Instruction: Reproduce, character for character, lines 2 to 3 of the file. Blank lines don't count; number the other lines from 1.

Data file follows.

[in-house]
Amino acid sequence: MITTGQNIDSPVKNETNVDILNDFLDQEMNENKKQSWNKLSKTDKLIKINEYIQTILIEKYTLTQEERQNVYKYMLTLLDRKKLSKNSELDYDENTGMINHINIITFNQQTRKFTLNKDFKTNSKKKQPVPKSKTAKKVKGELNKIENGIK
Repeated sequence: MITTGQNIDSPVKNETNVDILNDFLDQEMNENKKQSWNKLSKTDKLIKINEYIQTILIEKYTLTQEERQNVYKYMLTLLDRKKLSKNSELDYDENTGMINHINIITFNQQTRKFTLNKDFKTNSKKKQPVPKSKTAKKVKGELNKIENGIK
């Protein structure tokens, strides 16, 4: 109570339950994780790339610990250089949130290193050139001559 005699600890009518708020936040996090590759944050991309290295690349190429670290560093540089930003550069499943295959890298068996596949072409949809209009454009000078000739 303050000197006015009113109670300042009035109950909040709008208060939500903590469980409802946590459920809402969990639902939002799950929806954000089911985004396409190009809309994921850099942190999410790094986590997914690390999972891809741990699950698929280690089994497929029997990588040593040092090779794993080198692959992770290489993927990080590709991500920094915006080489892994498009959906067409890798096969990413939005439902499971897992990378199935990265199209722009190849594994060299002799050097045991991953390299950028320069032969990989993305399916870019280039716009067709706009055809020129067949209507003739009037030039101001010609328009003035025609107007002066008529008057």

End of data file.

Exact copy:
Amino acid sequence: MITTGQNIDSPVKNETNVDILNDFLDQEMNENKKQSWNKLSKTDKLIKINEYIQTILIEKYTLTQEERQNVYKYMLTLLDRKKLSKNSELDYDENTGMINHINIITFNQQTRKFTLNKDFKTNSKKKQPVPKSKTAKKVKGELNKIENGIK
Repeated sequence: MITTGQNIDSPVKNETNVDILNDFLDQEMNENKKQSWNKLSKTDKLIKINEYIQTILIEKYTLTQEERQNVYKYMLTLLDRKKLSKNSELDYDENTGMINHINIITFNQQTRKFTLNKDFKTNSKKKQPVPKSKTAKKVKGELNKIENGIK